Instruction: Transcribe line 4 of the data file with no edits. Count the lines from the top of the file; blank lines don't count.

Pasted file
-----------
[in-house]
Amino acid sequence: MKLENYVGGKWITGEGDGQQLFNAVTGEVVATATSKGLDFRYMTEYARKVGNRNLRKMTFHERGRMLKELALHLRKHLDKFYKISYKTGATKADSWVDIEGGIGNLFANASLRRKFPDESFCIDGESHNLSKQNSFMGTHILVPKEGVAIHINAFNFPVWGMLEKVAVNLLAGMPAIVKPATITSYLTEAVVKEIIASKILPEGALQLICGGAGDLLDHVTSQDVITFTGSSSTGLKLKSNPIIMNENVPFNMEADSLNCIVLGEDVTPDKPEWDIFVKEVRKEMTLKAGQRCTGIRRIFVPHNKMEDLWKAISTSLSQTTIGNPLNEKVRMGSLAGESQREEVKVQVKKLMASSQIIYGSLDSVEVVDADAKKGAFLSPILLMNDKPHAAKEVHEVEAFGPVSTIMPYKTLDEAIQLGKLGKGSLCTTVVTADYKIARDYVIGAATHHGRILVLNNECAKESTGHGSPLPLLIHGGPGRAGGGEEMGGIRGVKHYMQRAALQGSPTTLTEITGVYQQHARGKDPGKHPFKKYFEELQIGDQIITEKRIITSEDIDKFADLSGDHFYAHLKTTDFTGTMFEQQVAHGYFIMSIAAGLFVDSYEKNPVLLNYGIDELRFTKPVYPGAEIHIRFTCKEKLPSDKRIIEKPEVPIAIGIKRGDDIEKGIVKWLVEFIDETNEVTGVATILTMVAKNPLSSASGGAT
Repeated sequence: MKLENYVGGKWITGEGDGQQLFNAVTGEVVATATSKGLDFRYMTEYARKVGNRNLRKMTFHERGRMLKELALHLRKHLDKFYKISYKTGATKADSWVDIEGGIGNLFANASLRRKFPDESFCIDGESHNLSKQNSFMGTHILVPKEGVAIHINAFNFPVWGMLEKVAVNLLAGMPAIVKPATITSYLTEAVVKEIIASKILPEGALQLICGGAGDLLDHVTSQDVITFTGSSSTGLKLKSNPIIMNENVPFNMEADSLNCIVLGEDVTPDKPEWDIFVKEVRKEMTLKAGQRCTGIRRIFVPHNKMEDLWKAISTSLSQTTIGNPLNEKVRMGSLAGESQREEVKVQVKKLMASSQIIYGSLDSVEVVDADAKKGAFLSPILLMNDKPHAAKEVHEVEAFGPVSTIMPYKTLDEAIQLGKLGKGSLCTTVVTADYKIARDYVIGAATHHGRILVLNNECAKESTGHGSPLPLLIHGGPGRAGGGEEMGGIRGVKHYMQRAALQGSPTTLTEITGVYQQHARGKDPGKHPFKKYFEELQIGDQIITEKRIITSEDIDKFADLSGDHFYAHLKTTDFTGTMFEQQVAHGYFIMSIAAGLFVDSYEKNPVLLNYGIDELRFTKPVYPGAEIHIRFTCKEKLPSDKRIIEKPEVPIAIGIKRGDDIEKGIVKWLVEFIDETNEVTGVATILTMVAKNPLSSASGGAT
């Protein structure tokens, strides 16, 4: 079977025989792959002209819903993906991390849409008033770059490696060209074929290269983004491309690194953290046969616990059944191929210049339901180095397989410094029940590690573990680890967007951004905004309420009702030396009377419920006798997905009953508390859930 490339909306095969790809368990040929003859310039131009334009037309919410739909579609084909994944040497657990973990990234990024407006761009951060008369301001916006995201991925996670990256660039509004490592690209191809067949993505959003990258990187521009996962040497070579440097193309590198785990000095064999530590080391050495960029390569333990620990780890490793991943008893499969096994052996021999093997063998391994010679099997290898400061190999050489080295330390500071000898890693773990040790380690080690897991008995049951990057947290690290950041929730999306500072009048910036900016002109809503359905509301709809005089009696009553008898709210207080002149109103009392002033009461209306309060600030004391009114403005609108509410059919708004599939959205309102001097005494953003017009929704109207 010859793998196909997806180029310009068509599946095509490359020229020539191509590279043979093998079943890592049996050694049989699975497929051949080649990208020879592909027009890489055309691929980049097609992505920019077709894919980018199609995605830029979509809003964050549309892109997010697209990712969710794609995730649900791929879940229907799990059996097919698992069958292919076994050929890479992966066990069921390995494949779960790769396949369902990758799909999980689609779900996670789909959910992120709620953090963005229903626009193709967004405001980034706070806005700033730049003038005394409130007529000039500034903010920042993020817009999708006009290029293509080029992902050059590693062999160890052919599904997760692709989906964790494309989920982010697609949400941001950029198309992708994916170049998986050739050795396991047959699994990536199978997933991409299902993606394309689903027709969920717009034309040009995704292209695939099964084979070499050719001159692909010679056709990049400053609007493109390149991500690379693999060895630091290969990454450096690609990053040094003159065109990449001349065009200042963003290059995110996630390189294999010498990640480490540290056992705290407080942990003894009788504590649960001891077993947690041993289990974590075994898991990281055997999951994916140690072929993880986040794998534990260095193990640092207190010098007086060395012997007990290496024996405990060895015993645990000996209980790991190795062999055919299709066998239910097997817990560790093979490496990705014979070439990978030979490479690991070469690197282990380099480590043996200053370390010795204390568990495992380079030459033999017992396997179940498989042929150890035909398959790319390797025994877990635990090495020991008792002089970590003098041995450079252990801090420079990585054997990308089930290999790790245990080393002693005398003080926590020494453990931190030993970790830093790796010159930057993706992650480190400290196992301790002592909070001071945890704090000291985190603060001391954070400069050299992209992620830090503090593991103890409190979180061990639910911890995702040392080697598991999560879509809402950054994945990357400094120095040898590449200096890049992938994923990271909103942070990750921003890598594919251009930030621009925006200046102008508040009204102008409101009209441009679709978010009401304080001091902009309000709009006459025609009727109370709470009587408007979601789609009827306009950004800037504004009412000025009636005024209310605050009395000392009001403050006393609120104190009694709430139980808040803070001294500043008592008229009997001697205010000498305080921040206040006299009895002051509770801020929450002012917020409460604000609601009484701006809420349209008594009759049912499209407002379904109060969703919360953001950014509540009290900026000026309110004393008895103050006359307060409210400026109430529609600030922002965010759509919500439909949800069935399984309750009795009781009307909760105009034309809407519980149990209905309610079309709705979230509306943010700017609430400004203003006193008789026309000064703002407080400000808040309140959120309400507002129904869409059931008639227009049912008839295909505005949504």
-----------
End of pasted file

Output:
């Protein structure tokens, strides 16, 4: 079977025989792959002209819903993906991390849409008033770059490696060209074929290269983004491309690194953290046969616990059944191929210049339901180095397989410094029940590690573990680890967007951004905004309420009702030396009377419920006798997905009953508390859930 490339909306095969790809368990040929003859310039131009334009037309919410739909579609084909994944040497657990973990990234990024407006761009951060008369301001916006995201991925996670990256660039509004490592690209191809067949993505959003990258990187521009996962040497070579440097193309590198785990000095064999530590080391050495960029390569333990620990780890490793991943008893499969096994052996021999093997063998391994010679099997290898400061190999050489080295330390500071000898890693773990040790380690080690897991008995049951990057947290690290950041929730999306500072009048910036900016002109809503359905509301709809005089009696009553008898709210207080002149109103009392002033009461209306309060600030004391009114403005609108509410059919708004599939959205309102001097005494953003017009929704109207 010859793998196909997806180029310009068509599946095509490359020229020539191509590279043979093998079943890592049996050694049989699975497929051949080649990208020879592909027009890489055309691929980049097609992505920019077709894919980018199609995605830029979509809003964050549309892109997010697209990712969710794609995730649900791929879940229907799990059996097919698992069958292919076994050929890479992966066990069921390995494949779960790769396949369902990758799909999980689609779900996670789909959910992120709620953090963005229903626009193709967004405001980034706070806005700033730049003038005394409130007529000039500034903010920042993020817009999708006009290029293509080029992902050059590693062999160890052919599904997760692709989906964790494309989920982010697609949400941001950029198309992708994916170049998986050739050795396991047959699994990536199978997933991409299902993606394309689903027709969920717009034309040009995704292209695939099964084979070499050719001159692909010679056709990049400053609007493109390149991500690379693999060895630091290969990454450096690609990053040094003159065109990449001349065009200042963003290059995110996630390189294999010498990640480490540290056992705290407080942990003894009788504590649960001891077993947690041993289990974590075994898991990281055997999951994916140690072929993880986040794998534990260095193990640092207190010098007086060395012997007990290496024996405990060895015993645990000996209980790991190795062999055919299709066998239910097997817990560790093979490496990705014979070439990978030979490479690991070469690197282990380099480590043996200053370390010795204390568990495992380079030459033999017992396997179940498989042929150890035909398959790319390797025994877990635990090495020991008792002089970590003098041995450079252990801090420079990585054997990308089930290999790790245990080393002693005398003080926590020494453990931190030993970790830093790796010159930057993706992650480190400290196992301790002592909070001071945890704090000291985190603060001391954070400069050299992209992620830090503090593991103890409190979180061990639910911890995702040392080697598991999560879509809402950054994945990357400094120095040898590449200096890049992938994923990271909103942070990750921003890598594919251009930030621009925006200046102008508040009204102008409101009209441009679709978010009401304080001091902009309000709009006459025609009727109370709470009587408007979601789609009827306009950004800037504004009412000025009636005024209310605050009395000392009001403050006393609120104190009694709430139980808040803070001294500043008592008229009997001697205010000498305080921040206040006299009895002051509770801020929450002012917020409460604000609601009484701006809420349209008594009759049912499209407002379904109060969703919360953001950014509540009290900026000026309110004393008895103050006359307060409210400026109430529609600030922002965010759509919500439909949800069935399984309750009795009781009307909760105009034309809407519980149990209905309610079309709705979230509306943010700017609430400004203003006193008789026309000064703002407080400000808040309140959120309400507002129904869409059931008639227009049912008839295909505005949504």